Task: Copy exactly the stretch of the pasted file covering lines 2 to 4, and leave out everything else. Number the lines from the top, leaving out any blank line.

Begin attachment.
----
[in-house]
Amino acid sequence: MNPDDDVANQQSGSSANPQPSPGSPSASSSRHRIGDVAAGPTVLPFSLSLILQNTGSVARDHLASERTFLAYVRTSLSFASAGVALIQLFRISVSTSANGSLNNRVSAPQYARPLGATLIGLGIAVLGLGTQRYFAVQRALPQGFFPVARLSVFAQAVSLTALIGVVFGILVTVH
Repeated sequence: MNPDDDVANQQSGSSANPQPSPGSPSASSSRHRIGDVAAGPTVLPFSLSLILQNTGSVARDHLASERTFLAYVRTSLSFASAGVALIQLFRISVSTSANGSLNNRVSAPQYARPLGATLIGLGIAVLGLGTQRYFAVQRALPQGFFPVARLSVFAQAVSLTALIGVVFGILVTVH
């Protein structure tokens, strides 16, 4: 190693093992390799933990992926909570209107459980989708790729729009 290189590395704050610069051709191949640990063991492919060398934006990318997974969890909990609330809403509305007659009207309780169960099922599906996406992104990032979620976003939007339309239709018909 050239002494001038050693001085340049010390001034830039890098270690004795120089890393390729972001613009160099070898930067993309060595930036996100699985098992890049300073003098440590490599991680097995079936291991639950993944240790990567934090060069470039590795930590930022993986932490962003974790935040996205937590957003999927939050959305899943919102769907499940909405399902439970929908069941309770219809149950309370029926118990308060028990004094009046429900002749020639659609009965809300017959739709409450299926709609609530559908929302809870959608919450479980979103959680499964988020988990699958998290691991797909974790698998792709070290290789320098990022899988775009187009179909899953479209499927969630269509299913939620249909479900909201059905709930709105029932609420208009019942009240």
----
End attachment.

Amino acid sequence: MNPDDDVANQQSGSSANPQPSPGSPSASSSRHRIGDVAAGPTVLPFSLSLILQNTGSVARDHLASERTFLAYVRTSLSFASAGVALIQLFRISVSTSANGSLNNRVSAPQYARPLGATLIGLGIAVLGLGTQRYFAVQRALPQGFFPVARLSVFAQAVSLTALIGVVFGILVTVH
Repeated sequence: MNPDDDVANQQSGSSANPQPSPGSPSASSSRHRIGDVAAGPTVLPFSLSLILQNTGSVARDHLASERTFLAYVRTSLSFASAGVALIQLFRISVSTSANGSLNNRVSAPQYARPLGATLIGLGIAVLGLGTQRYFAVQRALPQGFFPVARLSVFAQAVSLTALIGVVFGILVTVH
């Protein structure tokens, strides 16, 4: 190693093992390799933990992926909570209107459980989708790729729009 290189590395704050610069051709191949640990063991492919060398934006990318997974969890909990609330809403509305007659009207309780169960099922599906996406992104990032979620976003939007339309239709018909 050239002494001038050693001085340049010390001034830039890098270690004795120089890393390729972001613009160099070898930067993309060595930036996100699985098992890049300073003098440590490599991680097995079936291991639950993944240790990567934090060069470039590795930590930022993986932490962003974790935040996205937590957003999927939050959305899943919102769907499940909405399902439970929908069941309770219809149950309370029926118990308060028990004094009046429900002749020639659609009965809300017959739709409450299926709609609530559908929302809870959608919450479980979103959680499964988020988990699958998290691991797909974790698998792709070290290789320098990022899988775009187009179909899953479209499927969630269509299913939620249909479900909201059905709930709105029932609420208009019942009240």